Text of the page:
This Monday, Cambodian Prime Minister Hun Sen threatened to deploy the military if opposition leaders from the dissolved CNRP return next month, as he would consider it an attempted coup. Specifically, opposition Sam Rainsy is expected to return to the country following his self-exile. Rainsy has repeatedly called for a revolution due to Hun Sen’s abuse of power and unwillingness to hold free and fair elections. This Monday, the Prime Minister ordered police forced to “Attack wherever [supporters] are seen, there is no need to wait for an arrest warrant or not”. In 2019 alone, over 30 activists have been accused of plotting to overthrow the government, and were subsequently arrested. 

Maldives

Maldivian President Ibrahim Mohamed Solih criticized a report made by the Maldivian Democracy Network (MDN). The NGO published a report on human rights in the Maldives, which was accused of “mocking” Islam. Because of the large criticism the report received, MDN removed the report, apologized and vowed “to revise the report with the help of religious scholars” to ensure religious sensitivity. Responding to the MDN’s report, MP Mohamed Nasheed Abdulla brought forth a motion in parliament, which called for “‘eradication’ of secularist or ‘irreligious’ people, ‘rainbow-colored people’, and advocates of gender equality.” The proposed motion provoked outrage among Maldivian human rights activists who largely criticize the motion.

Thailand

Following the acquittal of 5 Muslim men on murder charges, Yala Province Cheif judge Kanakorn Pianchana delivered an impassioned speech against corruption in the Thai judicial system, and then shot himself in the courtroom. Alleging that he had been pressured to find the men guilty despite lack of credible evidence, Pianchana stated that the Thai court system was neither transparent nor just. Following the suicide attempt, the judicial commission announced this week that an independent inquiry into the case will be launched in the next two weeks.

Vietnam

 Vietnamese activist Nguyen Quoc Duc Vuong was arrested in late September for criticizing the Communist government on social media. This week, Human Rights Watch reported that Vuong is being held under conditions “conducive to mistreatment or torture”. Police arrested Vuong on charges of “making, storing, disseminating or propagandizing information, materials and products that aim to oppose the State of the Socialist Republic of Vietnam,” under article 117 of the country’s penal code. Vuong’s arrest represents challenges to freedom of expression in Vietnam as well as the Vietnamese government’s extreme efforts to censor online material. According to Human Rights Watch, Vuong’s arrest is part of a crackdown against critics and pro-democracy campaigners. During the first nine months of 2019, the Vietnamese authorities convicted at least 11 people for criticizing the government.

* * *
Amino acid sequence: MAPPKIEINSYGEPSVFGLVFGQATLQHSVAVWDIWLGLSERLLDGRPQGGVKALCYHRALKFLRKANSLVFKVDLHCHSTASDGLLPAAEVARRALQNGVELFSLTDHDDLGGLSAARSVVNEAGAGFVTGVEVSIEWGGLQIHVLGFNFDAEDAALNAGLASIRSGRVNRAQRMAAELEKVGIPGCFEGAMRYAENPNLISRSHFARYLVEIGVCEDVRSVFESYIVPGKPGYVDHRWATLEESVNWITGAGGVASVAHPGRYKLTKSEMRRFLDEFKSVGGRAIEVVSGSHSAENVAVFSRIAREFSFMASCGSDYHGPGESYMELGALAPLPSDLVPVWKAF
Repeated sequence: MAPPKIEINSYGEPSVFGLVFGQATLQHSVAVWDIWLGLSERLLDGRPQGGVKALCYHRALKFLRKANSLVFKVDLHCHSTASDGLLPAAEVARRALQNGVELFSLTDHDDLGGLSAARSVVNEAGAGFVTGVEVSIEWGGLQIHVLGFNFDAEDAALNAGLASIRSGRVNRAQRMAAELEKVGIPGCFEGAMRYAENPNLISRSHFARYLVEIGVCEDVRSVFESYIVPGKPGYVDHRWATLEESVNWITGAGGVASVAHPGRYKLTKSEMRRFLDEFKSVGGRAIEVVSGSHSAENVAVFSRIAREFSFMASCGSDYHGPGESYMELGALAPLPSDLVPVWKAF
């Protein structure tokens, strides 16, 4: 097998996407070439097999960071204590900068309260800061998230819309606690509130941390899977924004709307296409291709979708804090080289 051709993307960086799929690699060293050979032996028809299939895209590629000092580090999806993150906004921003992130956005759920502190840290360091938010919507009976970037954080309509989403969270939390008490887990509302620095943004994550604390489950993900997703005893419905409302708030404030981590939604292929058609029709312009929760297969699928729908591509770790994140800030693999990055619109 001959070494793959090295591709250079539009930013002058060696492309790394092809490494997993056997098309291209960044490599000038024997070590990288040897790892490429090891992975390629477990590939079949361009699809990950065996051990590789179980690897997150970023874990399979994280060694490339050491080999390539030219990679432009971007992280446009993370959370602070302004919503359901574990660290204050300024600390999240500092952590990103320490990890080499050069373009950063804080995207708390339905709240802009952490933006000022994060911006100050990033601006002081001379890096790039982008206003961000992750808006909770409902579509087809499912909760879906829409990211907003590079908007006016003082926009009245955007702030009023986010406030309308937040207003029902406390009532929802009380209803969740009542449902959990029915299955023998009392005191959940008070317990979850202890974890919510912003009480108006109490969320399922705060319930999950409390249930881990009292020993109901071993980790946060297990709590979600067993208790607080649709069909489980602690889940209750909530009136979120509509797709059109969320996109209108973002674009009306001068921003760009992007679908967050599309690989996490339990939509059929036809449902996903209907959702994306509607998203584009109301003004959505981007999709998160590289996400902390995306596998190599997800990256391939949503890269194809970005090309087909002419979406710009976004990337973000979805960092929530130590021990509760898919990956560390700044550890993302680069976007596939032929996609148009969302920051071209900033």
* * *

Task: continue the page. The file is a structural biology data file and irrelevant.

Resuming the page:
North Korea

Following nuclear talks between the U.S. and North Korea earlier this week in Stockholm, North Korean officials have cast doubt on peace relations, stating that the “negotiations have not fulfilled out expectations”. This Thursday, a North Korean Foreign Ministry spokesperson further  noted that the Communist state might reverse steps to build trust with the United States, following an inflammatory appeal from the UN Security Council. On Tuesday, the Council called for North Korea to “take concrete steps” to cease its nuclear weapons and ballistic missiles development in a meaningful, measurable and irreversible way. The spokesperson noted that the Council appeal, largely representative of U.S. interests, undermines the peace-building process between the two countries and unjustly questions North Korea’s right to self-defense. 

Hong Kong

This weekend, protests in Hong Kong saw a sharp increase in violence, which led Hong Kong leader, Karrie Lam, to announce that “the protests were no longer ‘a peaceful movement for democracy.’” The announcement comes after thousands of protesters violated Hong Kong’s latest ban on wearing face masks. Lam argued that if the violence continues, she will have no choice but to ask China to step in. China desperately wants to stop the Hong Kong protests, because of the political threat they pose to Chinese President Xi Jinping. 

Libya